As a camera brand, Japan’s Olympus always has the feel, for me, of an ingénue, bravely squaring up to the big beasts, Canon and Nikon. And yet it is relatively old-school, equally known for medical and surgical instruments as well as other items, from face creams to plastic kitchenware. My first proper camera, in 1966, was an Olympus, as was the first serious digital SLR I saw (the E-1, in 2003). It preserves this image of a cheeky challenger, a bit of an outsider, by being highly innovative.
So it was when it introduced the retro OM-D a couple of years ago. Although deeply digital, the OM-D was recognisably and reassuringly an old-style SLR, but one that had been sprinkled with magic shrinking dust – Olympus had reduced a fully-fledged DSLR to the smallest usable size. It was an idea and design of absolute genius, because it made choosing the OM-D a near no-brainer for anyone seeking a serious interchangeable-lens DSLR for travel.
The OM-D E-M5 Mark II is the very latest OM-D, and its bloated name – along with a slightly intimidating array of dials and buttons, 24 shooting modes and 14 art modes (including watercolour) – shouldn’t put anyone off. The basic manual is admirably clear and succinct, as is the basic operation. A good 90 per cent of the camera’s functions need not trouble you – point it and shoot and you will get stunning photos. The five-axis stabilisation, in particular, is quite incredible – in movie mode it looks like the camera is on rails and the slow-shutter-speed stills are so steady you’d be forgiven for thinking that a tripod had been used.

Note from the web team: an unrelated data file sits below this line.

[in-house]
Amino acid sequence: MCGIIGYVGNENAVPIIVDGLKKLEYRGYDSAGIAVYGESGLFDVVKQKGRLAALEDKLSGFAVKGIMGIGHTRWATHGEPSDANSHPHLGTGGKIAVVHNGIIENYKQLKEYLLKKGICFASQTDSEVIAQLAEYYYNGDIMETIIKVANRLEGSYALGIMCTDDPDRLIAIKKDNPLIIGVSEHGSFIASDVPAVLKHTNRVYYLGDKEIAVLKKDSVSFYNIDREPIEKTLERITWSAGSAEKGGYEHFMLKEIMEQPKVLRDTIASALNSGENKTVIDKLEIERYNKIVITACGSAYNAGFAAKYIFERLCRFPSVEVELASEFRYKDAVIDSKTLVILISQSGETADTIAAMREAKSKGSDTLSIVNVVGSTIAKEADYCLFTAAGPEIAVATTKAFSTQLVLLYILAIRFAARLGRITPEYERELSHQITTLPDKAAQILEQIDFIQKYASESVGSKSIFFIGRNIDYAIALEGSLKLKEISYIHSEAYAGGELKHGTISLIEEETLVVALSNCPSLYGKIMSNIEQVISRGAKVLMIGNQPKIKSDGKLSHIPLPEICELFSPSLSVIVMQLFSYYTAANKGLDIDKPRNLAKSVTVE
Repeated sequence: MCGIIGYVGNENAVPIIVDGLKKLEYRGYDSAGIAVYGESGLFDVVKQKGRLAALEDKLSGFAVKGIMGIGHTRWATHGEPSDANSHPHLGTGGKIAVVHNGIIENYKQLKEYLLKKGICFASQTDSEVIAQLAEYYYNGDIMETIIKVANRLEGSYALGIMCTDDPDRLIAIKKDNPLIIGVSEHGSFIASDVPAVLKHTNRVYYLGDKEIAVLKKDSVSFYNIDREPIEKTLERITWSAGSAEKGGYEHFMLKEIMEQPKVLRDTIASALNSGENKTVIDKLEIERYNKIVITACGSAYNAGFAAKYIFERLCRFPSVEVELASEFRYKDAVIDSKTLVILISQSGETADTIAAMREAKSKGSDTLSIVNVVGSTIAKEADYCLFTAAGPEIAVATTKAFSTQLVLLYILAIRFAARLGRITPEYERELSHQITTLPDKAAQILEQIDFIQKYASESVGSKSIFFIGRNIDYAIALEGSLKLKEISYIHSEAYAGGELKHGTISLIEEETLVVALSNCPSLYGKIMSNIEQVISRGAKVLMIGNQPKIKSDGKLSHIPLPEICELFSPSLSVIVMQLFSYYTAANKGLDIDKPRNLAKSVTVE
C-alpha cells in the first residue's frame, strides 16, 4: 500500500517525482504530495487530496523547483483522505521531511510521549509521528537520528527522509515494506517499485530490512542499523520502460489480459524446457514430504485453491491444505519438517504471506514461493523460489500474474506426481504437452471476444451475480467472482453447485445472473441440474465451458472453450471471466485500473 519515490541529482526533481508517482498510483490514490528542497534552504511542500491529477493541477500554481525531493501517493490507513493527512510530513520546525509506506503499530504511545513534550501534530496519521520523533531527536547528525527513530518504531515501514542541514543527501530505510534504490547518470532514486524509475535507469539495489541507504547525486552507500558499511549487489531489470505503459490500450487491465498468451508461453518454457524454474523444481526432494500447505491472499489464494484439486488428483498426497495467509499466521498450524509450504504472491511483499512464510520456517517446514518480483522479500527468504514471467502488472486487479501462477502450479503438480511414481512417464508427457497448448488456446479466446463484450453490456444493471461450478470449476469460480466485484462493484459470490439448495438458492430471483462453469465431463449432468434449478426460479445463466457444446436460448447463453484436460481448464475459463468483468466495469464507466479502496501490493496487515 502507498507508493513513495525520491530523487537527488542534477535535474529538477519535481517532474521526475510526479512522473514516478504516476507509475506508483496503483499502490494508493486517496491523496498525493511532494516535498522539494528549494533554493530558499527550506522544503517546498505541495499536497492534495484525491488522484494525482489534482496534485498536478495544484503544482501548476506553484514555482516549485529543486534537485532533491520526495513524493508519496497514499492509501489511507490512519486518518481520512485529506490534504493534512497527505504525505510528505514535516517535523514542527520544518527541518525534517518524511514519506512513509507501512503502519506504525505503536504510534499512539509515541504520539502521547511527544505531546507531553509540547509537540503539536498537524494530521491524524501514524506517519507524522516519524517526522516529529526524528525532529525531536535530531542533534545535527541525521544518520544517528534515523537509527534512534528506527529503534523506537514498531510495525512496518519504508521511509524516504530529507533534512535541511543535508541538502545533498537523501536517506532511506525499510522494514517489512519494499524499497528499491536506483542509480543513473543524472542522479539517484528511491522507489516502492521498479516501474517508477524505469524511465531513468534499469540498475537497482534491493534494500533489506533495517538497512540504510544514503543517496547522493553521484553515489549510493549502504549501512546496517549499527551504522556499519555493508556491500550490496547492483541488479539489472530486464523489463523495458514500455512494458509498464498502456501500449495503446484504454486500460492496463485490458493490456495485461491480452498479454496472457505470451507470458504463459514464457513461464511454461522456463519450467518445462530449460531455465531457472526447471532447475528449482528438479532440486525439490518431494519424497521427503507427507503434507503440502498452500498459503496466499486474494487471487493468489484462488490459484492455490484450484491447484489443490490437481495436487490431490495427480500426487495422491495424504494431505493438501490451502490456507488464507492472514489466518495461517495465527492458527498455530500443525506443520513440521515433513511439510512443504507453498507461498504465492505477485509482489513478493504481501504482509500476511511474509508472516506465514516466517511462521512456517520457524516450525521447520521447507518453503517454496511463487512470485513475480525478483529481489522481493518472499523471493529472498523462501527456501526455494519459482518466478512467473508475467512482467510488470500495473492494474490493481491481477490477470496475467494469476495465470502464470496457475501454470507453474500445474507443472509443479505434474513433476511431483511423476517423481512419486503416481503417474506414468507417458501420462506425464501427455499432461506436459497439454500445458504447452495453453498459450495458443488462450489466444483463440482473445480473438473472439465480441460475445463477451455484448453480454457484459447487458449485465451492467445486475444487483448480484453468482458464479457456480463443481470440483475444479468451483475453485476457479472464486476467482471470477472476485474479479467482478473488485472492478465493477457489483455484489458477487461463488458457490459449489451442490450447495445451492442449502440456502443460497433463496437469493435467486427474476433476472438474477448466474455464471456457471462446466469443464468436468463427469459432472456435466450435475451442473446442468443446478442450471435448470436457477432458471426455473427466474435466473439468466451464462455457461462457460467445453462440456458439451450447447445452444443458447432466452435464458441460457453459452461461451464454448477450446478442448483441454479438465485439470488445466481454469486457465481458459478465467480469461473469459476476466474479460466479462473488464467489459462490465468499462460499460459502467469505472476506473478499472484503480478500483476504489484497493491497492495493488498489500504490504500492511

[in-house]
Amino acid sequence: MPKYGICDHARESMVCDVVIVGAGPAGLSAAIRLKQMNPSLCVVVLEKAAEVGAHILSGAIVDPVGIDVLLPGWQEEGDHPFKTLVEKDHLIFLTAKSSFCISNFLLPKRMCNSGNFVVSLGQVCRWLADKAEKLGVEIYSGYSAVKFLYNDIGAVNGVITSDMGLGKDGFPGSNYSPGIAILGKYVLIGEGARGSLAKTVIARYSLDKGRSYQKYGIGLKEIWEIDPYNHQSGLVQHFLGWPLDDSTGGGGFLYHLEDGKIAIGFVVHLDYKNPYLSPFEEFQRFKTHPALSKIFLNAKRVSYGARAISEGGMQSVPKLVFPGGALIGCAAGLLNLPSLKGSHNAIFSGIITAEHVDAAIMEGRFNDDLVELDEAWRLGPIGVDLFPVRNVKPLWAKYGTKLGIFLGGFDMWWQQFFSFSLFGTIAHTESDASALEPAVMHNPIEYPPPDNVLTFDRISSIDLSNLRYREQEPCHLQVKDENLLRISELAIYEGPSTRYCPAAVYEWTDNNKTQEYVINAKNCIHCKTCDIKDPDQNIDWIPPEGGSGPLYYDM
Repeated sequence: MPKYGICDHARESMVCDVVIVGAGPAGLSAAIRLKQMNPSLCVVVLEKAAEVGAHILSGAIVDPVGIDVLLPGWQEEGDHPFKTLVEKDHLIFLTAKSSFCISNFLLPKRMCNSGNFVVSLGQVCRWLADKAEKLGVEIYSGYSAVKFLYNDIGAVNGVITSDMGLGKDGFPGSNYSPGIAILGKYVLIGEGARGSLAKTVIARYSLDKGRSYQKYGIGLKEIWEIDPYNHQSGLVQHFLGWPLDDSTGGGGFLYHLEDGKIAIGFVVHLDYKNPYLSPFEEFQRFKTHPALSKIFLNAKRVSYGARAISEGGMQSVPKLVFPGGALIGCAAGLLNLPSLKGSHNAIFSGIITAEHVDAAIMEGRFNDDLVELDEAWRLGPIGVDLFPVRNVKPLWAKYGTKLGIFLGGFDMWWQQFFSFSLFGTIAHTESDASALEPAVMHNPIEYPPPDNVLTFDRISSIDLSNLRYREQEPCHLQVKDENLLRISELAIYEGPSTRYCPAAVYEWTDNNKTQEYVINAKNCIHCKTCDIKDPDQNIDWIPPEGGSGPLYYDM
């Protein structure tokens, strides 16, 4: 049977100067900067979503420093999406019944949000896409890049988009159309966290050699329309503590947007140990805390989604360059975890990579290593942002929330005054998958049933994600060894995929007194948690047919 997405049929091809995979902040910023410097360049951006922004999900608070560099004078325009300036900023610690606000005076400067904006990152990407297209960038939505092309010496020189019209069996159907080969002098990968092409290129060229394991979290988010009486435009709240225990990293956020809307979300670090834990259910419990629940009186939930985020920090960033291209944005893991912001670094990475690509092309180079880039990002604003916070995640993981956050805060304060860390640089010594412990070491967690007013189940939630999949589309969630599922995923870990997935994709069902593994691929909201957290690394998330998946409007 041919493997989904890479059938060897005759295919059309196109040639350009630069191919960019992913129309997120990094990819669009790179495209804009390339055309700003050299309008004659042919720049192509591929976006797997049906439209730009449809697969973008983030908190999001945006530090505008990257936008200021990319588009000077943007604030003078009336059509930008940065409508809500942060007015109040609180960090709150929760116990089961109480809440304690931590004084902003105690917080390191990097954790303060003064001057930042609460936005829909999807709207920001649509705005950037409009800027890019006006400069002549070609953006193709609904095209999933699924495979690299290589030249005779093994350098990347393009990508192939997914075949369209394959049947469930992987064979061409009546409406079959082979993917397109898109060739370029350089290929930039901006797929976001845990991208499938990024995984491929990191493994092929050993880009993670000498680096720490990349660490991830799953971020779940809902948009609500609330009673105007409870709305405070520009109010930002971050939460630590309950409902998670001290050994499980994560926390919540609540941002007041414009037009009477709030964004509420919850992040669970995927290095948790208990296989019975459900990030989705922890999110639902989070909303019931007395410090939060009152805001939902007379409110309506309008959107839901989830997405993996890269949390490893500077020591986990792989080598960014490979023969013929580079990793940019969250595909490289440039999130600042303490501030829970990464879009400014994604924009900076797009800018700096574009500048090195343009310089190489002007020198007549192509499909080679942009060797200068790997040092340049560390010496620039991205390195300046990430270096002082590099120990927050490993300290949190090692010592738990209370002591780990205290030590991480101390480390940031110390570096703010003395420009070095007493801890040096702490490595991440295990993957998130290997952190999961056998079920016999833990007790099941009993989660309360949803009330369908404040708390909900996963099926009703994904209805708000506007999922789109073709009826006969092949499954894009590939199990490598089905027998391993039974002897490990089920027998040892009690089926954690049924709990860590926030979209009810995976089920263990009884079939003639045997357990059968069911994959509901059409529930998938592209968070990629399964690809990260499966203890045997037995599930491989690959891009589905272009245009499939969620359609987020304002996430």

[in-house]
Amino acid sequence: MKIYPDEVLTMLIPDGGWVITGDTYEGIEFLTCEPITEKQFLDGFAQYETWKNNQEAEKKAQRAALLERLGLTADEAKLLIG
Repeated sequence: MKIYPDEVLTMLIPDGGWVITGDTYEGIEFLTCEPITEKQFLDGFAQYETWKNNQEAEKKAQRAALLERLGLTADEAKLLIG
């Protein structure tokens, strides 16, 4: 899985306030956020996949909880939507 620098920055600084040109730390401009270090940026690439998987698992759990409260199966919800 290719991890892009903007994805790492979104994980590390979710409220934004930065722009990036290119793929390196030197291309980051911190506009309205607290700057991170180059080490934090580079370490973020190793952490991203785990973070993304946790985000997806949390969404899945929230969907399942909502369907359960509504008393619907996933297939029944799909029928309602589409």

In spite of its mostly optional controls, the OM-D E-M5 Mark II is full of practical touches that show Olympus’s experience and wisdom. You can, for instance, reverse the LCD screen to use the electronic viewfinder alone and not have a glowing screen abutting your nose. And there’s a lock on the mode’s dial so you don’t move it accidentally – a tiny thing, but so important. And it has a flash, for those who must, but it doesn’t pop up in that typical way; instead, it’s a clip-on for when you need it that you can also angle upwards to “bounce” off a ceiling and give a softer effect.